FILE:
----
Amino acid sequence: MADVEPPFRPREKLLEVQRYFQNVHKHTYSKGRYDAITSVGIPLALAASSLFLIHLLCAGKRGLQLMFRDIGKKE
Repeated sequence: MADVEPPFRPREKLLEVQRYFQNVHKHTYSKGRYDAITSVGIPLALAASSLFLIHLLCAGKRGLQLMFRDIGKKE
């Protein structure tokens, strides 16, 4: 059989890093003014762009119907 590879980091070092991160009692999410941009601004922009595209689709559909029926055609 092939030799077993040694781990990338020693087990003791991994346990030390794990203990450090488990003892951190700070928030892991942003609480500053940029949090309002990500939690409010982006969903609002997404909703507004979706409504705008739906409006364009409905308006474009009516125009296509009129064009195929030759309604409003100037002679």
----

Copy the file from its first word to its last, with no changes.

Amino acid sequence: MADVEPPFRPREKLLEVQRYFQNVHKHTYSKGRYDAITSVGIPLALAASSLFLIHLLCAGKRGLQLMFRDIGKKE
Repeated sequence: MADVEPPFRPREKLLEVQRYFQNVHKHTYSKGRYDAITSVGIPLALAASSLFLIHLLCAGKRGLQLMFRDIGKKE
């Protein structure tokens, strides 16, 4: 059989890093003014762009119907 590879980091070092991160009692999410941009601004922009595209689709559909029926055609 092939030799077993040694781990990338020693087990003791991994346990030390794990203990450090488990003892951190700070928030892991942003609480500053940029949090309002990500939690409010982006969903609002997404909703507004979706409504705008739906409006364009409905308006474009009516125009296509009129064009195929030759309604409003100037002679």